in Egypt (compare 2 Chron. ix. 17,18; xviii. 18. Esther iii. 1. Jer. xvii. 13. Joseph. J. W. ii. 1, 1).
Thrones were sometimes, as seen in the preceding Egyptian view, a chair, often with arms, having a stool on which rested the monarch's foot, whence are illustrated Isaiah's words,
'The heaven my throne.
denoting the universality of the Divine power and rule. Near the throne were placed seats or inferior thrones for members of the royal family (1 Kings ii. 19. Ps. exxii. 0) or distinguished servants (Esther iii.). The right hand was the place of pre-eminence (1 Kings ii. 19. Ps. xvi. 8, 11; xlv. 9; ex. 1). Hence the man at a king's right hand was his chief minister (Ps. lxxx. 17. Luke xx. 42. Zech. iii. 1. Mark xiv. G2; xvi. 19. Acts ii. 33; v. 81); so that Jesus is at God's right hand (Bom. viii. 34. Eph. i. 20. Col. iii. 1). The left hand of a king was also a place of dignity; and an Eastern monarch, when he sat on ' the throne of his glory' (Ps. xlvii. 8. Jer. xiv. 31. Matt xxv. 31), had the chief officers of his household ranged in order on his right hand and on his left (2 Sam. xvi. 6. 1 Kings xxii. 19. Matt xx. 21, 23; xxv 33), forming a grand court for the adminis tration of justice and the general government of the kingdom. This custom the Jews transferred in thought to the victorious times of the Messiah, who having subdued tlje world, would govern it, with the representatives of the twelve tribes as his assessors. It is in allusion to this idea that onr Lord promised his disciples thai they (twelve in number) should sit on thrones, judging (governing as his ministers) the twelve tribes of Israel; in other words, should, conjointly with him, exert a spiritual dominion over the Hebrew nation (Matt. xix. 28. Luke xxii. 30).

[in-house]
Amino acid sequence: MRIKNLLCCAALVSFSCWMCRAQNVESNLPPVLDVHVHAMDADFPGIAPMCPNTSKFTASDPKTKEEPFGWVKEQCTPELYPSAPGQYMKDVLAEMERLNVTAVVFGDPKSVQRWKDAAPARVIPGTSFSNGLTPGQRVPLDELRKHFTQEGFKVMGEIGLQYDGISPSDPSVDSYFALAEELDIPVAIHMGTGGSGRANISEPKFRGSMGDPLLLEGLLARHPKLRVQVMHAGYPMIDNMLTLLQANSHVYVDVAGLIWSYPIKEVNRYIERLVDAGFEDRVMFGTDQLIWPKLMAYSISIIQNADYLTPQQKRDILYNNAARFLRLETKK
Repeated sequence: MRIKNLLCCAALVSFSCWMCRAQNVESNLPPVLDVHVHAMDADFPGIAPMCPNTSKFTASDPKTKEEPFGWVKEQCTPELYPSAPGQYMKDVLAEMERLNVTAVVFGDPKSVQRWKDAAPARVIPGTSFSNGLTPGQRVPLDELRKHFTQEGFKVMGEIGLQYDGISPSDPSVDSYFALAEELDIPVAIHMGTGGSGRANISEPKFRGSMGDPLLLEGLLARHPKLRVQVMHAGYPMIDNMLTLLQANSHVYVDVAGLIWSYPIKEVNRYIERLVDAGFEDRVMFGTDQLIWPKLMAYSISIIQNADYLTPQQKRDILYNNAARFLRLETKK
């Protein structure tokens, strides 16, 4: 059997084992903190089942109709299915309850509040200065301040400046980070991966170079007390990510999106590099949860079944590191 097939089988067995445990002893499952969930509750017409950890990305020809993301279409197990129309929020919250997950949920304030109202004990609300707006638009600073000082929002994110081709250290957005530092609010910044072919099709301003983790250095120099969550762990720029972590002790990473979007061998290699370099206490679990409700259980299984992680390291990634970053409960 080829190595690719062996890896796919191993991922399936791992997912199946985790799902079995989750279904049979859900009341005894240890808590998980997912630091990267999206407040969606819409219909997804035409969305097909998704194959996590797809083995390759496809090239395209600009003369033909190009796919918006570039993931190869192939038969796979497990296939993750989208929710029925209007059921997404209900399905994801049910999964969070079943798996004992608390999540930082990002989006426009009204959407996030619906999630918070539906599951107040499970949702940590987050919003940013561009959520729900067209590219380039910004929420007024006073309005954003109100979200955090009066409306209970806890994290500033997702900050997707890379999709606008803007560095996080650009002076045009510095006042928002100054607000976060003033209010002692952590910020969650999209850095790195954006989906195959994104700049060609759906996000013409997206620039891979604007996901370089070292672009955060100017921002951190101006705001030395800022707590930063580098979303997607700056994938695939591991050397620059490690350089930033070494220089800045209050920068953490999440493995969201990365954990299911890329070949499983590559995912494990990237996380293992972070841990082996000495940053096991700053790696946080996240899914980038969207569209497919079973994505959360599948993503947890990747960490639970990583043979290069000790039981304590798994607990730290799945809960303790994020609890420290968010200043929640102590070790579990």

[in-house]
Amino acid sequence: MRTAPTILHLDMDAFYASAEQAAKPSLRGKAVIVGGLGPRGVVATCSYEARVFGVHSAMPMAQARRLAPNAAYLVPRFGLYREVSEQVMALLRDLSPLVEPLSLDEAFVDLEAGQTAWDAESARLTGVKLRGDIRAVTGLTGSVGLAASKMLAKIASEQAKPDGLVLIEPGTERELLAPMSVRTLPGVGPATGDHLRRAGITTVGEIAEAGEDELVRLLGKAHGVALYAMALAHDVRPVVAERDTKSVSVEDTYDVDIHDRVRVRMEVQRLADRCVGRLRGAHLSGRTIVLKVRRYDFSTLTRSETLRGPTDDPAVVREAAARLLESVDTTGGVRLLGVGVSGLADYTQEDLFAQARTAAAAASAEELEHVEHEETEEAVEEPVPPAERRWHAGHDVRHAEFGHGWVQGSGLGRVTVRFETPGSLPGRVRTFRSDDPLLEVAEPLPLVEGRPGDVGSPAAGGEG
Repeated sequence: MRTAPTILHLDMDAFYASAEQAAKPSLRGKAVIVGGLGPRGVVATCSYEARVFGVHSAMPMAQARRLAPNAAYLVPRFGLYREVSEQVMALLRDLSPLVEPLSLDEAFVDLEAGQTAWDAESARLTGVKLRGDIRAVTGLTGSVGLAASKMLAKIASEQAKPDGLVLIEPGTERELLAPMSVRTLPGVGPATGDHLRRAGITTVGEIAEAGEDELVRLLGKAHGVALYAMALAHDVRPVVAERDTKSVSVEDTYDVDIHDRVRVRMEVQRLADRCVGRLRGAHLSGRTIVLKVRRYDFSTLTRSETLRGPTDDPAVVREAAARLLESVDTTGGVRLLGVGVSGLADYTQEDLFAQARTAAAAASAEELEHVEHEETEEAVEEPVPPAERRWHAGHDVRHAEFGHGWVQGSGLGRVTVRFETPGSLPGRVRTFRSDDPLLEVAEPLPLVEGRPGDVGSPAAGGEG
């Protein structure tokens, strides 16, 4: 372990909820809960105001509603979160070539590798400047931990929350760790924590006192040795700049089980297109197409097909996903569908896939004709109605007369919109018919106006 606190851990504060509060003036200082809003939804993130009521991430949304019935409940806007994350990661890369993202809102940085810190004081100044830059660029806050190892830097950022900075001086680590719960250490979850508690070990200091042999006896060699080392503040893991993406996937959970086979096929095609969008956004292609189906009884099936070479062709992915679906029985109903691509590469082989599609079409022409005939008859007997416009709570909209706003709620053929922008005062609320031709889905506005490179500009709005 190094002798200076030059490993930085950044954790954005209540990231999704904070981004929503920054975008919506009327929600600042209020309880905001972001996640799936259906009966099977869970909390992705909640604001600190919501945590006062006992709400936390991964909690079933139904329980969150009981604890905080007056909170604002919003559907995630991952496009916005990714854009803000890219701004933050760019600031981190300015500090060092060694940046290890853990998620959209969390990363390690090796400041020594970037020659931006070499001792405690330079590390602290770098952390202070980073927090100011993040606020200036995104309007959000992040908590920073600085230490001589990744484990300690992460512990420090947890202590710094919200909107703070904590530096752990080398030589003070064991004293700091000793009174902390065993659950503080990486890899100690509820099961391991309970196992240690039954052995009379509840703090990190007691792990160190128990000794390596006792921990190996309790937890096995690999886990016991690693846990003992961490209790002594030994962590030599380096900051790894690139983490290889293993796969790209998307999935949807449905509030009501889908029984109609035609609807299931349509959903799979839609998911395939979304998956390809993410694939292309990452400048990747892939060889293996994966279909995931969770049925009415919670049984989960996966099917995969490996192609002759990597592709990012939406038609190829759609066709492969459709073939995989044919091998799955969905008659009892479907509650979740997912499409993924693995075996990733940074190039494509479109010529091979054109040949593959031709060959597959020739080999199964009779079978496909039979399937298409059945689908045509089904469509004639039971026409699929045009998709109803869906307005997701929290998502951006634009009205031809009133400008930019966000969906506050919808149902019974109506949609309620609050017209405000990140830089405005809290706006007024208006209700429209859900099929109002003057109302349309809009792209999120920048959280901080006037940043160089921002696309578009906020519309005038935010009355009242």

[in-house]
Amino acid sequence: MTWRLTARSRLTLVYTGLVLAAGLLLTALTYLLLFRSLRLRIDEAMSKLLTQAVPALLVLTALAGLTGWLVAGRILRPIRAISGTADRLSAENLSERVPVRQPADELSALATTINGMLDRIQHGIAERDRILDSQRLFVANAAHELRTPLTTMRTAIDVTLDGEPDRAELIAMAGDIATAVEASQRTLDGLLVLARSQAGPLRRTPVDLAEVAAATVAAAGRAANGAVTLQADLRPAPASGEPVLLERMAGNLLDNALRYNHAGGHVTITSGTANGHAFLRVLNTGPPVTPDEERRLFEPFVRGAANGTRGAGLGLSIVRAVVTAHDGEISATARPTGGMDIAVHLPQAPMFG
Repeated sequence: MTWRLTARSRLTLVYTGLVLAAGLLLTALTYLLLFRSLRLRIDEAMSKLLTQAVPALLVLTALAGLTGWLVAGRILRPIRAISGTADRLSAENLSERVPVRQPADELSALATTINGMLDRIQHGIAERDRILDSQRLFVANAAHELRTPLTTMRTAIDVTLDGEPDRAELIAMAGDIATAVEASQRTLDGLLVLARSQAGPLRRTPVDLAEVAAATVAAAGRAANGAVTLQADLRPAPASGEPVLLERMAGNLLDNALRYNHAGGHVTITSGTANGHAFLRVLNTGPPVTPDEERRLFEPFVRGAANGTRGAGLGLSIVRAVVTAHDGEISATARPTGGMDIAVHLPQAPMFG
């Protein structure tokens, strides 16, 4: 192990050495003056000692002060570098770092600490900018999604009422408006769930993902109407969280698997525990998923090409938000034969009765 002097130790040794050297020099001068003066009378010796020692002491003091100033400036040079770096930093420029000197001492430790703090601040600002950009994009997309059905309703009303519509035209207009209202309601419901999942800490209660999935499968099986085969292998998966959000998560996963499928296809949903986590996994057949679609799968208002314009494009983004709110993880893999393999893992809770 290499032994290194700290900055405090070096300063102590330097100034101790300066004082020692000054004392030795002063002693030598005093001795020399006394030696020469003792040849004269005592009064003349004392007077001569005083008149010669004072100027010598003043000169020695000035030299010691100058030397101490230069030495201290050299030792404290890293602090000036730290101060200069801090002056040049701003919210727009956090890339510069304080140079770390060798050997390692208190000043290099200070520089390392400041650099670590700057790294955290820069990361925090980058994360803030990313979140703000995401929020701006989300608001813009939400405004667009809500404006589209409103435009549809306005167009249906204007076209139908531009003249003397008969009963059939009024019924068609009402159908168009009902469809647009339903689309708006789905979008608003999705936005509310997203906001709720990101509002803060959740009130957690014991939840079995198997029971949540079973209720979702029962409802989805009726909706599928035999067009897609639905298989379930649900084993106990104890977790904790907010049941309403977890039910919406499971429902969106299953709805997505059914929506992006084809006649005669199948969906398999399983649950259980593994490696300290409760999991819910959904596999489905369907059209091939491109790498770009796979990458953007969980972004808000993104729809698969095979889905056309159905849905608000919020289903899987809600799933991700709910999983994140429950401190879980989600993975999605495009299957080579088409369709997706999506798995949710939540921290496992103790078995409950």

THUNDER struck the attention and excited the imagination of the Biblical writers iu an extraordinary manner, confirming thenconception of the immediate presence and instant operation of God in what, in bod philosophy and worse religion, is in modern days termed ' the works of Nature.' Hence, with as much poetry as truth, they called 'thunder the voice of God' (Ps. xviii. 13), who, when it thundered, 'uttered his voice' (xlvi. 0; Ixviii. 33). A fine description of a thunder-storm is found in xxix. 3, seq,; romp. Hab. iii.
Lightning was graphically spoken of as * the breaker-through.' It is also termed the thunder's light or rays (Job xxviii. 28), beams proceeding from God's hands (Hab. iii. 4), God's arrows (9, 11), burning coals (Ps. xi. (i; xviii. 8, cxl. 10). Some have thought that' brimstone and fire' is a poetic phrase for thunder and lightning (Genesis xix. 24; comp. Ps. xi. 0. Ezek. xxxviii. 22; compare